4...) FUEL PUMPS ARE GO. Everyone knows that without fuel, a rocket just sits on the launch pad like a high-tech grain silo. The same is true for creative people, and the fuel is called IDEAS. Ideas are highly volatile, evaporate quickly if exposed to the open air, and sometimes they stink.
3...) OXYGEN TANKS ONLINE. Take a whole bunch of rocket fuel into outer space and try to light it on fire. Never mind how you got a match to burn in the first place, because there’s no air in space, but that just proves the point—without oxygen, even rocket fuel won’t combust. In the case of making art, the air is the WORK you do to fan the flames. No work, no work of art.
2...) WE HAVE IGNITION! Remember the match in the previous step? That’s INSPIRATION—the spark that starts the reaction that sets things on fire. It doesn’t have to be huge, just sharp enough to set you off. In the combustion chamber of your mind, ideas and work combine, to be set off by inspiration.
So the ignition spark hits the fuel, mixed with the air and it explodes, right? And you have an amazing work of art, right? And that combination propels you—like a rocket—toward success, right?
Wrong. Because the most important element is missing.
Something has to channel the massive forces we are playing with, otherwise one of two things happens. If nothing contains it, then the forces dissipate every which way and nothing goes forward. Or if the explosion is too contained, it blows out in all directions, taking the rocket and the creative astronaut with it. Scientists call this a “rapid unscheduled disassembly”. (See Fig. 2.)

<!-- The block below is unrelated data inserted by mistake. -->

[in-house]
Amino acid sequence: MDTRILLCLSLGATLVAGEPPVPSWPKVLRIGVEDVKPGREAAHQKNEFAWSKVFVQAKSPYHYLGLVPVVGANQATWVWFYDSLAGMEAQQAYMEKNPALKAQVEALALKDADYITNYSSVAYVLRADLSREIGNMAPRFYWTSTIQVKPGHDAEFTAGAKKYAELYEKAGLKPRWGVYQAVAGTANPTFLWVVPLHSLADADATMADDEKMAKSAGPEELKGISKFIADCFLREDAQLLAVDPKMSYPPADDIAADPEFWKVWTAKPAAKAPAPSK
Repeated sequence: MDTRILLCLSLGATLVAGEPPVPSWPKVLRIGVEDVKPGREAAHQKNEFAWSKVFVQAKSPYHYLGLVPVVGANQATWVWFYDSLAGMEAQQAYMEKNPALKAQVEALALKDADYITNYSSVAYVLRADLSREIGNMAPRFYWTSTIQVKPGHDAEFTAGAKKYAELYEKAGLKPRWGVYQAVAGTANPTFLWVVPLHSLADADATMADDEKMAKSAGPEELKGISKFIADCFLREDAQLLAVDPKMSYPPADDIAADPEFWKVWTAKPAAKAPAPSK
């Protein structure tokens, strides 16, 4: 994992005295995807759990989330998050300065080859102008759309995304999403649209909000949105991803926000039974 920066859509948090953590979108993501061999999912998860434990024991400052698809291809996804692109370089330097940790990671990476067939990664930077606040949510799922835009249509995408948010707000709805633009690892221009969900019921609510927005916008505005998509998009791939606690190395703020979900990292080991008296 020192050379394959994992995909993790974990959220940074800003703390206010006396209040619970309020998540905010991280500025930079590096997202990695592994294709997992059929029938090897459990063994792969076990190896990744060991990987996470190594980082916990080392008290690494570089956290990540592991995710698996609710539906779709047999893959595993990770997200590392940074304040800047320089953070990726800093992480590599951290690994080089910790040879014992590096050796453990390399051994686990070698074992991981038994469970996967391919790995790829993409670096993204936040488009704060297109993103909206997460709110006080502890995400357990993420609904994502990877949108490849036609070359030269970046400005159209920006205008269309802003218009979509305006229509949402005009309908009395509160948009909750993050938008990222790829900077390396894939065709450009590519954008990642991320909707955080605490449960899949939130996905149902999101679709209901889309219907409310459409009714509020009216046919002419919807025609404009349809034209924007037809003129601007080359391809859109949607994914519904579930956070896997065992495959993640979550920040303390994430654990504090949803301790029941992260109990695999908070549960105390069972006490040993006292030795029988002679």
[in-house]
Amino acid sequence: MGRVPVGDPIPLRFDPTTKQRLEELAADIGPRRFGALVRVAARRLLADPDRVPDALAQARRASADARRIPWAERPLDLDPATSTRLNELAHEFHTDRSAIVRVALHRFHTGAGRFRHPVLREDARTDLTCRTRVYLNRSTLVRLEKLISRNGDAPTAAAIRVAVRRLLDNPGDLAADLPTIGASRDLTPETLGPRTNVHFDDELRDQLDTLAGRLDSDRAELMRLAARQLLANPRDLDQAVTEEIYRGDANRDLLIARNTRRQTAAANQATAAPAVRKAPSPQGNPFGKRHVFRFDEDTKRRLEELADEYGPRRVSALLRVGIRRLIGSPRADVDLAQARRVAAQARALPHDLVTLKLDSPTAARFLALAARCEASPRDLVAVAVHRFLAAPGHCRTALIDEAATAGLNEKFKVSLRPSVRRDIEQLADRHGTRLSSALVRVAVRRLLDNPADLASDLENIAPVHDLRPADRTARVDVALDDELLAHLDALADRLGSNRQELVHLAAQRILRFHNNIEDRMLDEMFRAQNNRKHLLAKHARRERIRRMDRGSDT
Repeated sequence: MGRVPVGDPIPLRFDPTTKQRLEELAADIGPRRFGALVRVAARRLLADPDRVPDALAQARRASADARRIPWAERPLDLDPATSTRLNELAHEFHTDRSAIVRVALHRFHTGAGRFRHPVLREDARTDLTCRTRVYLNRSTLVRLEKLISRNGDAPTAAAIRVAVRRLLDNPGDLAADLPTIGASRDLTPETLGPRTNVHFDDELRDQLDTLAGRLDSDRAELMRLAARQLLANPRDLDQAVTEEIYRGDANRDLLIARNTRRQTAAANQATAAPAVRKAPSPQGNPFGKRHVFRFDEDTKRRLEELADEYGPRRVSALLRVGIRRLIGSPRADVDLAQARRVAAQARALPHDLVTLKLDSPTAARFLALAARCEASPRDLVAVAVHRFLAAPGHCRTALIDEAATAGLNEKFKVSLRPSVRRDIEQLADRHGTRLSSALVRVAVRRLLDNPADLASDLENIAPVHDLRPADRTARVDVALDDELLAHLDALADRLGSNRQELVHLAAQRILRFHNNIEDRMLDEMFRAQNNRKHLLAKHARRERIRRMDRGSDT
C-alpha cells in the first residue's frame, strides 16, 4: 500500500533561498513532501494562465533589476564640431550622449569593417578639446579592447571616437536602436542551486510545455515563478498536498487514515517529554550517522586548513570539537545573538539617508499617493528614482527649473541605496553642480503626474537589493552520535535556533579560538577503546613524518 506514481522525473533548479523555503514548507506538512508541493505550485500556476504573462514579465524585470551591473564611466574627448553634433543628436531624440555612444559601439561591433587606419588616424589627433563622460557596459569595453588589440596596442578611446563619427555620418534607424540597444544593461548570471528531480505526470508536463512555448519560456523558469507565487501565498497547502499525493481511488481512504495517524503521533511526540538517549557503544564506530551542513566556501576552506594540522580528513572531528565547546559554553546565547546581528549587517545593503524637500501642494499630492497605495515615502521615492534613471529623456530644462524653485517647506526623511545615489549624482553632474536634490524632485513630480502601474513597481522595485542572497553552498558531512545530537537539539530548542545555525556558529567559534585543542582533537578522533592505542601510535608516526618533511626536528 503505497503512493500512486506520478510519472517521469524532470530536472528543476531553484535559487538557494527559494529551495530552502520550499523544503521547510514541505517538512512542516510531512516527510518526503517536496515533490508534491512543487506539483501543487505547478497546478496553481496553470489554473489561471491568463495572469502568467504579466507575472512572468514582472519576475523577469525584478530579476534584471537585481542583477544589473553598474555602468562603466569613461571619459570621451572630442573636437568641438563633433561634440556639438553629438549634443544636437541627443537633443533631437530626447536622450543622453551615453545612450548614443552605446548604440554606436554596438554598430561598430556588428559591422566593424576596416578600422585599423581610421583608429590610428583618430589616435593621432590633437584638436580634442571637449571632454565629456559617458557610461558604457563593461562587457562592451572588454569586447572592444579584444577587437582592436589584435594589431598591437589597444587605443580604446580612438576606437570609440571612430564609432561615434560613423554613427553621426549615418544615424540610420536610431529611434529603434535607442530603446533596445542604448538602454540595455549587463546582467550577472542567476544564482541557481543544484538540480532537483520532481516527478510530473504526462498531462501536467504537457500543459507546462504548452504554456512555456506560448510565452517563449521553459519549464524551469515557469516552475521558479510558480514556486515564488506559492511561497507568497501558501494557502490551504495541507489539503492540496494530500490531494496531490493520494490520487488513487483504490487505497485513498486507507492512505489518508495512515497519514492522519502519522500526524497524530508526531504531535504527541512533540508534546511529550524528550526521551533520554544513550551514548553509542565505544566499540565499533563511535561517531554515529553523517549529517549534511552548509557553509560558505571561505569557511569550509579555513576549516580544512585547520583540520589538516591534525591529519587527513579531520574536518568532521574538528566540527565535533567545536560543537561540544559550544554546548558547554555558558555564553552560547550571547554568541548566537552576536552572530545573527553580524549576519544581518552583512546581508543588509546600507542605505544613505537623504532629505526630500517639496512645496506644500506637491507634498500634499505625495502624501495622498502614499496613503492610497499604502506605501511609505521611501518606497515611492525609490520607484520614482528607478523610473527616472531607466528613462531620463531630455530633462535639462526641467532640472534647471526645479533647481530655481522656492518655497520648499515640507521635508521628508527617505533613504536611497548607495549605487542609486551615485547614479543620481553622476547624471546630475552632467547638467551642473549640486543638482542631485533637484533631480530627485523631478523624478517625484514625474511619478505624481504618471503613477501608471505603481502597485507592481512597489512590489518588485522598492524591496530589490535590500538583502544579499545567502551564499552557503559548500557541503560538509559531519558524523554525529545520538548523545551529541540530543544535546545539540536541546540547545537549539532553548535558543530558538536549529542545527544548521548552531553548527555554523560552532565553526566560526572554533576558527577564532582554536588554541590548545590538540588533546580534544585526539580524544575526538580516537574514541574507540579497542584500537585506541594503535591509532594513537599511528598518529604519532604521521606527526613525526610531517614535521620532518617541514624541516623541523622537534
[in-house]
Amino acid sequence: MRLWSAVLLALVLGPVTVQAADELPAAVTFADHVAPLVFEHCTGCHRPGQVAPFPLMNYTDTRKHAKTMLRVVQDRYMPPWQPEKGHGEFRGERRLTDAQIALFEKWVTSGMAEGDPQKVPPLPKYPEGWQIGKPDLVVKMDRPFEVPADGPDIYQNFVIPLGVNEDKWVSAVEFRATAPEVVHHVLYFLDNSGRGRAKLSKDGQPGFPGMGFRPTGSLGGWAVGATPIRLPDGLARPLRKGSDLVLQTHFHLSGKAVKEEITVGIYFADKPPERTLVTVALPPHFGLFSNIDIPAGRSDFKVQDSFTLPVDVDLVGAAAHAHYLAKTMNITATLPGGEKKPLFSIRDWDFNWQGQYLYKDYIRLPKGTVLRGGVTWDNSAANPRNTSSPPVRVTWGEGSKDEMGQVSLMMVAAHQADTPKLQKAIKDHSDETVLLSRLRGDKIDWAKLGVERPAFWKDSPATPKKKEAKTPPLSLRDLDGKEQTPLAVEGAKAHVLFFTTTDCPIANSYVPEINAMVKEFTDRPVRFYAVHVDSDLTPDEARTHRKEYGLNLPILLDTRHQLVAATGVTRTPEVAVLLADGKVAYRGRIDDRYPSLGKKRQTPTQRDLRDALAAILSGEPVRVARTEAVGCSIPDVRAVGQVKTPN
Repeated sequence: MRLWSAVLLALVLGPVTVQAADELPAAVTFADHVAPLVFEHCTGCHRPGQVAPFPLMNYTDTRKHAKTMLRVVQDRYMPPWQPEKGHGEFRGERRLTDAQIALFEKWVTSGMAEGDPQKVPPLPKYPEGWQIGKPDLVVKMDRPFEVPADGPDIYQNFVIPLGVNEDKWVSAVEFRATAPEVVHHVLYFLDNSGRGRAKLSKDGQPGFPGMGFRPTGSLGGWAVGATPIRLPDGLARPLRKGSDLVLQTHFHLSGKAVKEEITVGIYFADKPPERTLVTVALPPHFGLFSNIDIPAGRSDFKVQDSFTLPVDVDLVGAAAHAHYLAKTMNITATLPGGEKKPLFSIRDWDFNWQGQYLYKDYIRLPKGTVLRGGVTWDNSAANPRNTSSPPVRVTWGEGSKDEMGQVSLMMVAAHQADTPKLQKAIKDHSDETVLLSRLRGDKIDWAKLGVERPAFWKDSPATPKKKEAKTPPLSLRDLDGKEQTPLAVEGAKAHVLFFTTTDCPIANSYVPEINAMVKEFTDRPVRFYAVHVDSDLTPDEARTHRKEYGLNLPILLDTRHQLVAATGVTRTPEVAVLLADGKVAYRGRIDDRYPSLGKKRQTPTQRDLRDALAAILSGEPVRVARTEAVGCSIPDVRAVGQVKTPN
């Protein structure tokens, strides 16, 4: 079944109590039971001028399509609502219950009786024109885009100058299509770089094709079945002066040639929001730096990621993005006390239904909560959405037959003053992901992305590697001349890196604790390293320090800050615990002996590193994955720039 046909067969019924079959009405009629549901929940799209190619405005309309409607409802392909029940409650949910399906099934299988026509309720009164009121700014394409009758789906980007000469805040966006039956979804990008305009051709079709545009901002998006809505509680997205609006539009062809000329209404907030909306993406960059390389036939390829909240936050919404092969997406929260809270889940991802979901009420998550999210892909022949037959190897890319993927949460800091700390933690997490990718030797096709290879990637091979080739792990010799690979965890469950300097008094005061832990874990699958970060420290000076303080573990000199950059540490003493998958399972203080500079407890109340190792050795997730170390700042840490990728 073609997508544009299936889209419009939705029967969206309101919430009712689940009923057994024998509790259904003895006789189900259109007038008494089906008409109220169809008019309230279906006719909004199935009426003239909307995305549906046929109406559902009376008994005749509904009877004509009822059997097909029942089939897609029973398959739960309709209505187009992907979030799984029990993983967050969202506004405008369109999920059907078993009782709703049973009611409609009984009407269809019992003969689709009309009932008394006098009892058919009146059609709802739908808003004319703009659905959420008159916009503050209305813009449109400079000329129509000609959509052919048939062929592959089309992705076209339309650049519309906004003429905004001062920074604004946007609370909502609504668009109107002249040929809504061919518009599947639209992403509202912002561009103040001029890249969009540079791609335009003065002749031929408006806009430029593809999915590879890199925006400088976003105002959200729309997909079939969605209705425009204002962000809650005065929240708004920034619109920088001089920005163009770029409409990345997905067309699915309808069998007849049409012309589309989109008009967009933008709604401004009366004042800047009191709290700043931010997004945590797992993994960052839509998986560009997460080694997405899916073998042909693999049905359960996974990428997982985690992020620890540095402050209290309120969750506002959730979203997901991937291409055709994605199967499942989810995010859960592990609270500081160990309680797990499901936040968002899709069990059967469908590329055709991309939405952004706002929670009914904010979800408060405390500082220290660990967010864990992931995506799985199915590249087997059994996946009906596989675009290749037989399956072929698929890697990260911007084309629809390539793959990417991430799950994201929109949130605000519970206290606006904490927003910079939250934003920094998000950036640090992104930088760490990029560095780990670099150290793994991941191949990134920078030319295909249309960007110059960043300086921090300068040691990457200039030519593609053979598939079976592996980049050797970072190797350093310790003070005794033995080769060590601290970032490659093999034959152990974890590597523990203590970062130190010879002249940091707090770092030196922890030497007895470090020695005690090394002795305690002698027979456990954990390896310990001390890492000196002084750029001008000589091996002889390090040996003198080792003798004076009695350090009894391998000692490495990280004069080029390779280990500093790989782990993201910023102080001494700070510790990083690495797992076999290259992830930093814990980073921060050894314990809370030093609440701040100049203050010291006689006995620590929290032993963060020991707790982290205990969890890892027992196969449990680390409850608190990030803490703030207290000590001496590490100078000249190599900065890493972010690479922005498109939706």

1…) ROGER, WE HAVE MAIN ENGINE START. Note the nozzle on the rocket engine in Fig. 1. It shapes and guides the flow of the rocket exhaust, which in turn thrusts the rocket in the correct direction. As the combustion continues, minute changes can fine-tune the steering so that the rocket can reach a destination thousands of miles away.
Hundreds of things make up the rocket nozzle of a creative project: the customer specs, the genre, the materials at hand, the desires of the artist, the deadline—anything that restricts the project also directs it, making it achieve its destination that much faster. Think about it: if you have too many choices for what you can do, you dither and experiment that much more. Everything takes longer, uses up more energy, and is more likely to fizzle. So embrace those restrictions. The more of them you have, the better! Unless you have too many, in which case, see again Fig. 2.
Mission Control, we have liftoff. We are GO for the moon! Godspeed, Ticonderoga 2!